As a general exception to the usual rule giving a plaintiff the right to make the decision on the proper forum, the defendant may be given the right to move a lawsuit filed in state court to the federal court of the original court’s district. The right to remove actions from state to federal court is governed by Section 1441 of Title 28 of the U.S. Code, the general removal statute. According to the statute, a lawsuit can be removed to a federal court only when the federal court would have had original jurisdiction of the action if the matter was brought to federal rather than state court. Cases raising federal questions and cases involving diversity of citizenship can be removed to federal court. A case that does not raise a federal question or involves diversity of citizenship can be removed if an amended pleading or other filing subsequently provides grounds for removal. Defendants may remove state law claims for which a federal court has only supplemental jurisdiction, if they share a common nucleus of operative fact with claims based on federal law. Federal court has the discretion to accept the case as a whole or remand the issues of state law.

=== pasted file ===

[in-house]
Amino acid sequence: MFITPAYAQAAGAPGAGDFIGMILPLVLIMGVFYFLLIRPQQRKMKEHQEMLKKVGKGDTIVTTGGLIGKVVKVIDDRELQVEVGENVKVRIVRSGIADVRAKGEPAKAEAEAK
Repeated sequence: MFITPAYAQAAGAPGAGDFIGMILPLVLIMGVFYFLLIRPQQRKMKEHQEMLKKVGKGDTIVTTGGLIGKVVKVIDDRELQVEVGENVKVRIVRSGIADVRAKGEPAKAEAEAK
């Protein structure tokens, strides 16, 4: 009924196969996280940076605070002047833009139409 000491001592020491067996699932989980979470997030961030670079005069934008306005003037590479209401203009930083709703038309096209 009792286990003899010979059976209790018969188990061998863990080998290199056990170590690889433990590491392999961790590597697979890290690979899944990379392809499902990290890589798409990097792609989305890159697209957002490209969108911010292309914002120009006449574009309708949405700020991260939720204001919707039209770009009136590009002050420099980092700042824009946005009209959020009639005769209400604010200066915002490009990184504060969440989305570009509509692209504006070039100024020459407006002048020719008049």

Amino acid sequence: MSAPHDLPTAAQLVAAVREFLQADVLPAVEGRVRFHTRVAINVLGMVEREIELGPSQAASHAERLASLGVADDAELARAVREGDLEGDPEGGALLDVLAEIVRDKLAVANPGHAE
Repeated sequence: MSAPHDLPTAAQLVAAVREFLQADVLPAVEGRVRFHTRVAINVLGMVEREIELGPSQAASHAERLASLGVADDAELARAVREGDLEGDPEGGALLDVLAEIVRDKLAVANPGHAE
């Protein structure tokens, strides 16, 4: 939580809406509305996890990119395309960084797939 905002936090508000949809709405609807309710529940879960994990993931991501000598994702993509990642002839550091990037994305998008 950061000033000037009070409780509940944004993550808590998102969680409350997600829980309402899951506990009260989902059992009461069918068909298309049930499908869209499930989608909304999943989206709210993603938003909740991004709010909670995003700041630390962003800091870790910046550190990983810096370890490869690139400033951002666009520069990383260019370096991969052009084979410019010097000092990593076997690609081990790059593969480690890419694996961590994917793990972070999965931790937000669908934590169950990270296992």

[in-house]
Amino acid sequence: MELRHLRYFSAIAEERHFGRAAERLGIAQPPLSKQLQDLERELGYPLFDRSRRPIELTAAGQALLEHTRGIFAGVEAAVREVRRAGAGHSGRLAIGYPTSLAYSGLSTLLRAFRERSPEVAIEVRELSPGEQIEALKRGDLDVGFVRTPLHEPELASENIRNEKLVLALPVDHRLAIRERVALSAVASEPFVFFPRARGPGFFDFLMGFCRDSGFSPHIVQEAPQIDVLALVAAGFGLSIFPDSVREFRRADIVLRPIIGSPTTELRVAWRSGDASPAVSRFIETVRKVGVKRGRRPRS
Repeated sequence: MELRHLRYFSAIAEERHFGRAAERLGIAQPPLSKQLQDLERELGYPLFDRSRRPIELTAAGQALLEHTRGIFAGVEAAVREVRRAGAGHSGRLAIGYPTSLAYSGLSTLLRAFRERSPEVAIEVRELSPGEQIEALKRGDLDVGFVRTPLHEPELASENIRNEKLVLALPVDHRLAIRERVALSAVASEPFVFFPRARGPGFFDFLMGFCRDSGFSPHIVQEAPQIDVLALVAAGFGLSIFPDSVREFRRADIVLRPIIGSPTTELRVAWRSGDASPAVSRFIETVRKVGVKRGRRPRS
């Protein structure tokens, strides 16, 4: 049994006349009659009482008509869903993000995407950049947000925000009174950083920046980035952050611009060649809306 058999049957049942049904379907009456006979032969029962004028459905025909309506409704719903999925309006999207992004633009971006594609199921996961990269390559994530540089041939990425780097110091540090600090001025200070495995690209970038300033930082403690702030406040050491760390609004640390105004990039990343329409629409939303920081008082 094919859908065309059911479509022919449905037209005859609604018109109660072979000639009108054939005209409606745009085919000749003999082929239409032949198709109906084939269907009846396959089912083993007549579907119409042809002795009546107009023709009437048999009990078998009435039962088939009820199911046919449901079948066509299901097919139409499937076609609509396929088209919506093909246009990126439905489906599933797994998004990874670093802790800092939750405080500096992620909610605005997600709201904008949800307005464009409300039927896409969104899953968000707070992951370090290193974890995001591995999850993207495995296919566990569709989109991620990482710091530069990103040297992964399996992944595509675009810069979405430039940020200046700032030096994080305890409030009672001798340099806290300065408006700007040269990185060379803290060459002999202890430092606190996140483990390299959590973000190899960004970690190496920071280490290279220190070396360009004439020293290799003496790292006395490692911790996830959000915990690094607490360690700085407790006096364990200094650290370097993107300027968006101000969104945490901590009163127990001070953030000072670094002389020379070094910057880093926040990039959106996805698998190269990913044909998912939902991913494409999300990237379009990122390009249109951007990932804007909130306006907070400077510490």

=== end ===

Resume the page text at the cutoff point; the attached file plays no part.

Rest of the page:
A written “notice of removal” must be filed in the federal court and signed by the attorney for the removing party or by the party himself. The removing defendant must also file a copy of all process, pleadings, and orders served on the defendant in the state court action. The notice must be filed within 30 days of service of the initial pleading. Once the notice of removal is filed in the federal court, the removing defendant has to give notice to all adverse parties and must file its copy with the state court.
After removing an action and the district court to which it is removed has made a liability determination requiring further proceedings as to damages, the district court shall remand the action to the State court from which it had been removed for the determination of damages. However, remand may be halted if the court finds that the action should be retained for the determination of damages for the convenience of parties and witnesses and in the interest of justice.